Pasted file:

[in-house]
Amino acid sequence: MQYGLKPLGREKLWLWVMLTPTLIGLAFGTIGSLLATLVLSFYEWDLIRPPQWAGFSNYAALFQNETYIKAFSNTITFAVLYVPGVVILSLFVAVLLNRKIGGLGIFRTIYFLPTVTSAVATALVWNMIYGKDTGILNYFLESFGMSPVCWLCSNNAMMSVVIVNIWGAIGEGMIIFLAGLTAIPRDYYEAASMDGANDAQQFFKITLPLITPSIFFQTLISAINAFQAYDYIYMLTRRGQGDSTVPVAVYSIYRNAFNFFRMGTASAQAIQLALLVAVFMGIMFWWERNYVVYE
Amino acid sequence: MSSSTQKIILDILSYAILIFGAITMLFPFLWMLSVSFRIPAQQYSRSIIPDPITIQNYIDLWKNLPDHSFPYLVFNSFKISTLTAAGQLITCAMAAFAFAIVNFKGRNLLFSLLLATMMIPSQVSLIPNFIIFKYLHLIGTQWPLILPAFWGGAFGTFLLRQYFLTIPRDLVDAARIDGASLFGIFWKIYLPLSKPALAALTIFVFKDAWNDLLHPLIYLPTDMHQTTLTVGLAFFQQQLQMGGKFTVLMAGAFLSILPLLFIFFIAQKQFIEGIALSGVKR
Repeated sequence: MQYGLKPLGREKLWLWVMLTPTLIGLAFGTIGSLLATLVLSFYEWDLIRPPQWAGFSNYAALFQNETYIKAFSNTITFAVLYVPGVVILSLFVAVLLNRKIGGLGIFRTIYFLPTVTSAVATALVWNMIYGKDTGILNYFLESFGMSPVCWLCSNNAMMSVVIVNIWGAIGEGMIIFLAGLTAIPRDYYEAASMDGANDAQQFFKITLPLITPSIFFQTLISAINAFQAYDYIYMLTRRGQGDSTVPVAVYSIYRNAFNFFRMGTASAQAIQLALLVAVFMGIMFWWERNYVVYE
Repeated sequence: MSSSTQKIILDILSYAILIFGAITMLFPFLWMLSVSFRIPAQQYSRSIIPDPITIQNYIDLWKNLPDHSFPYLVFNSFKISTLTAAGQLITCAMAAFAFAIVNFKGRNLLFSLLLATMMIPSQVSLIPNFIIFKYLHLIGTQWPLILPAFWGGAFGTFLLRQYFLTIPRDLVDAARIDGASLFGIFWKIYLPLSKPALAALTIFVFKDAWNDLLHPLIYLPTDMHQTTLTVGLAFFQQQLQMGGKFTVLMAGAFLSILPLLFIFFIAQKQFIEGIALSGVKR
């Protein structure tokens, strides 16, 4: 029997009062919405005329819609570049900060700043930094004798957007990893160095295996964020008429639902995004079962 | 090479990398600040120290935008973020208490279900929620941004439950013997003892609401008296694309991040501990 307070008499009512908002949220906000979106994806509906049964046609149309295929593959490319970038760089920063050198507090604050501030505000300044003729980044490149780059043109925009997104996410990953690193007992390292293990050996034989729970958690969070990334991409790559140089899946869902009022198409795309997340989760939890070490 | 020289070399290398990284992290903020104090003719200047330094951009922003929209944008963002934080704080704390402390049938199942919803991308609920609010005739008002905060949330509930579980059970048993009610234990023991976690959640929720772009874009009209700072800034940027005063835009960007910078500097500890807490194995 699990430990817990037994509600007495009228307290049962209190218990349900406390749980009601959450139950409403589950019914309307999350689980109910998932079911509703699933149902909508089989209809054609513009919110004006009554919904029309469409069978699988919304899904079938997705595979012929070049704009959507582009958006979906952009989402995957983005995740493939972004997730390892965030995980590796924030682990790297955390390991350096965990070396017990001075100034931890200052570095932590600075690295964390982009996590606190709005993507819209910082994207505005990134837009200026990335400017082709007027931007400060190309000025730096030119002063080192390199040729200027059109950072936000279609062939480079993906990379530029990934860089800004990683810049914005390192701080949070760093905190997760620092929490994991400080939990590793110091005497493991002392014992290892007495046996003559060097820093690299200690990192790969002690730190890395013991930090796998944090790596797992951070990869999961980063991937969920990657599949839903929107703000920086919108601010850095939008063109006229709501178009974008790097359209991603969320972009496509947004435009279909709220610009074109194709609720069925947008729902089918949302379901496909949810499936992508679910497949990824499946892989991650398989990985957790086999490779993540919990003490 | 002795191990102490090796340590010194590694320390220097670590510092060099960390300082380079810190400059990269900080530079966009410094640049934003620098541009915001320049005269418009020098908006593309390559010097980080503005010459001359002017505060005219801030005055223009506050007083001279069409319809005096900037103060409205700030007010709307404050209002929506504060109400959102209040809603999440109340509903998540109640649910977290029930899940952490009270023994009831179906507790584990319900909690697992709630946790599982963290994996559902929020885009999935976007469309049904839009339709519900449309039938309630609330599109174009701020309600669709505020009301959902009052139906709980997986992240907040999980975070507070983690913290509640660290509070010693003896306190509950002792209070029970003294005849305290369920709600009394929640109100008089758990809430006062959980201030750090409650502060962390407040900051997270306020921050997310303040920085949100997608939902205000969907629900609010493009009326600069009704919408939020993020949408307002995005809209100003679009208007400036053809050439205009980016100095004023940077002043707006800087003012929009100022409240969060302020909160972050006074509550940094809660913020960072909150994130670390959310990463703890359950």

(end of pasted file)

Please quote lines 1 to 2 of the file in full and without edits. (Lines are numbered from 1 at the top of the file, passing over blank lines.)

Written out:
[in-house]
Amino acid sequence: MQYGLKPLGREKLWLWVMLTPTLIGLAFGTIGSLLATLVLSFYEWDLIRPPQWAGFSNYAALFQNETYIKAFSNTITFAVLYVPGVVILSLFVAVLLNRKIGGLGIFRTIYFLPTVTSAVATALVWNMIYGKDTGILNYFLESFGMSPVCWLCSNNAMMSVVIVNIWGAIGEGMIIFLAGLTAIPRDYYEAASMDGANDAQQFFKITLPLITPSIFFQTLISAINAFQAYDYIYMLTRRGQGDSTVPVAVYSIYRNAFNFFRMGTASAQAIQLALLVAVFMGIMFWWERNYVVYE